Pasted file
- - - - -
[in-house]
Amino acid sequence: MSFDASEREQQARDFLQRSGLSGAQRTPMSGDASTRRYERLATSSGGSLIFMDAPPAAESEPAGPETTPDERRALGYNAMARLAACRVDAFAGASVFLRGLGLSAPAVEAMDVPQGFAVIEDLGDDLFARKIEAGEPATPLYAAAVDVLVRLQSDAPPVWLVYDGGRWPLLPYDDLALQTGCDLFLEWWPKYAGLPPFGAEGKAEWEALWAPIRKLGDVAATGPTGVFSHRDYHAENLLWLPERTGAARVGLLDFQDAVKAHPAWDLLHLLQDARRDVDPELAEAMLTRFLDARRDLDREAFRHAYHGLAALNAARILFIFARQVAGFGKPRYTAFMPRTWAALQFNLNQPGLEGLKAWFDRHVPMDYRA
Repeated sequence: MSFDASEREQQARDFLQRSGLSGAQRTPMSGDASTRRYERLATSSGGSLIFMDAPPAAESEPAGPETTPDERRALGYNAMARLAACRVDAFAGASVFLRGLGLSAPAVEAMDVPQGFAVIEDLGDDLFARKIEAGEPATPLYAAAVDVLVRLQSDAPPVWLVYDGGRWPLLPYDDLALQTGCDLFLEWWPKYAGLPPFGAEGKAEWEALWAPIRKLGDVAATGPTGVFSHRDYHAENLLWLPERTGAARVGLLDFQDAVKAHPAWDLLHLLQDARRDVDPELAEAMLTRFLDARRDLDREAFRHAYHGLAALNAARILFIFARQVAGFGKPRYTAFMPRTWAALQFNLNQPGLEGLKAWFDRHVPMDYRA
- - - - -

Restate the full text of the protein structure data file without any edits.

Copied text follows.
[in-house]
Amino acid sequence: MSFDASEREQQARDFLQRSGLSGAQRTPMSGDASTRRYERLATSSGGSLIFMDAPPAAESEPAGPETTPDERRALGYNAMARLAACRVDAFAGASVFLRGLGLSAPAVEAMDVPQGFAVIEDLGDDLFARKIEAGEPATPLYAAAVDVLVRLQSDAPPVWLVYDGGRWPLLPYDDLALQTGCDLFLEWWPKYAGLPPFGAEGKAEWEALWAPIRKLGDVAATGPTGVFSHRDYHAENLLWLPERTGAARVGLLDFQDAVKAHPAWDLLHLLQDARRDVDPELAEAMLTRFLDARRDLDREAFRHAYHGLAALNAARILFIFARQVAGFGKPRYTAFMPRTWAALQFNLNQPGLEGLKAWFDRHVPMDYRA
Repeated sequence: MSFDASEREQQARDFLQRSGLSGAQRTPMSGDASTRRYERLATSSGGSLIFMDAPPAAESEPAGPETTPDERRALGYNAMARLAACRVDAFAGASVFLRGLGLSAPAVEAMDVPQGFAVIEDLGDDLFARKIEAGEPATPLYAAAVDVLVRLQSDAPPVWLVYDGGRWPLLPYDDLALQTGCDLFLEWWPKYAGLPPFGAEGKAEWEALWAPIRKLGDVAATGPTGVFSHRDYHAENLLWLPERTGAARVGLLDFQDAVKAHPAWDLLHLLQDARRDVDPELAEAMLTRFLDARRDLDREAFRHAYHGLAALNAARILFIFARQVAGFGKPRYTAFMPRTWAALQFNLNQPGLEGLKAWFDRHVPMDYRA